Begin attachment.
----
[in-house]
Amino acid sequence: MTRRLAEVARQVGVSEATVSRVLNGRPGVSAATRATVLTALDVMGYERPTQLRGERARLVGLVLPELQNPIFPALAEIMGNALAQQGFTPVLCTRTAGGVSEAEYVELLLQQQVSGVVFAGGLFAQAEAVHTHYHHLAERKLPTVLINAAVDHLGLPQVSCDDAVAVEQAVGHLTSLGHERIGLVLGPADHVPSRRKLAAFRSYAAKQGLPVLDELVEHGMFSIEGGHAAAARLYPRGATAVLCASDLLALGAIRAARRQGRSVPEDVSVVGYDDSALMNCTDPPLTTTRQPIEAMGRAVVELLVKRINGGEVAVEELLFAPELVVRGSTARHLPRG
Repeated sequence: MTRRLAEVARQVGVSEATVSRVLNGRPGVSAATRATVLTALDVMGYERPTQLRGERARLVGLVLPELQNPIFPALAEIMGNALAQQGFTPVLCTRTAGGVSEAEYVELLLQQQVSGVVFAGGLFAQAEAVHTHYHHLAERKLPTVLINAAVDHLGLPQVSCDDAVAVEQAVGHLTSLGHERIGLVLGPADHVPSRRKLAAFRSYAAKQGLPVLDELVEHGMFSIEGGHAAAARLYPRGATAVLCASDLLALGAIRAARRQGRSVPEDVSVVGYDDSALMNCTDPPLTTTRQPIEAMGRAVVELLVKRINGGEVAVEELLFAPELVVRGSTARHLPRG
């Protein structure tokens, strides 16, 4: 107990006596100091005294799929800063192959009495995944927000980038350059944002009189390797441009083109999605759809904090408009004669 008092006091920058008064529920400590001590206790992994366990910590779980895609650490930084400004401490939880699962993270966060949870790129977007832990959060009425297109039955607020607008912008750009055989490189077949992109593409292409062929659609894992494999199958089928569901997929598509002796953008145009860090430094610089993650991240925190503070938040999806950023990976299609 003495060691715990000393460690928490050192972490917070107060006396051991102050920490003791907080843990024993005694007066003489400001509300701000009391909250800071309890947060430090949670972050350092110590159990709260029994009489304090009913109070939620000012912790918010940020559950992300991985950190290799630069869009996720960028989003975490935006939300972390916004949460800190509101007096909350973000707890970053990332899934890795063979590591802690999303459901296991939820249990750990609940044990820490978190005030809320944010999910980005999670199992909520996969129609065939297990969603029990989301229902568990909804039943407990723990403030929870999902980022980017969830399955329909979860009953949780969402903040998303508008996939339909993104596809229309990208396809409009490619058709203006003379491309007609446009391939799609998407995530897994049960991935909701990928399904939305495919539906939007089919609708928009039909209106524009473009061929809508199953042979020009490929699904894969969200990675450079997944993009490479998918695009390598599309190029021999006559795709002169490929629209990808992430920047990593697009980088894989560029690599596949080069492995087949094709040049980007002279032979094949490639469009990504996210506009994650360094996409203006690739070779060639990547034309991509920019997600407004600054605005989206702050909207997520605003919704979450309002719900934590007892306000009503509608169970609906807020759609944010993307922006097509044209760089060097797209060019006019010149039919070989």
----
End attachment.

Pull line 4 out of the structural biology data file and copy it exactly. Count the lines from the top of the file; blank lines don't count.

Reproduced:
């Protein structure tokens, strides 16, 4: 107990006596100091005294799929800063192959009495995944927000980038350059944002009189390797441009083109999605759809904090408009004669 008092006091920058008064529920400590001590206790992994366990910590779980895609650490930084400004401490939880699962993270966060949870790129977007832990959060009425297109039955607020607008912008750009055989490189077949992109593409292409062929659609894992494999199958089928569901997929598509002796953008145009860090430094610089993650991240925190503070938040999806950023990976299609 003495060691715990000393460690928490050192972490917070107060006396051991102050920490003791907080843990024993005694007066003489400001509300701000009391909250800071309890947060430090949670972050350092110590159990709260029994009489304090009913109070939620000012912790918010940020559950992300991985950190290799630069869009996720960028989003975490935006939300972390916004949460800190509101007096909350973000707890970053990332899934890795063979590591802690999303459901296991939820249990750990609940044990820490978190005030809320944010999910980005999670199992909520996969129609065939297990969603029990989301229902568990909804039943407990723990403030929870999902980022980017969830399955329909979860009953949780969402903040998303508008996939339909993104596809229309990208396809409009490619058709203006003379491309007609446009391939799609998407995530897994049960991935909701990928399904939305495919539906939007089919609708928009039909209106524009473009061929809508199953042979020009490929699904894969969200990675450079997944993009490479998918695009390598599309190029021999006559795709002169490929629209990808992430920047990593697009980088894989560029690599596949080069492995087949094709040049980007002279032979094949490639469009990504996210506009994650360094996409203006690739070779060639990547034309991509920019997600407004600054605005989206702050909207997520605003919704979450309002719900934590007892306000009503509608169970609906807020759609944010993307922006097509044209760089060097797209060019006019010149039919070989």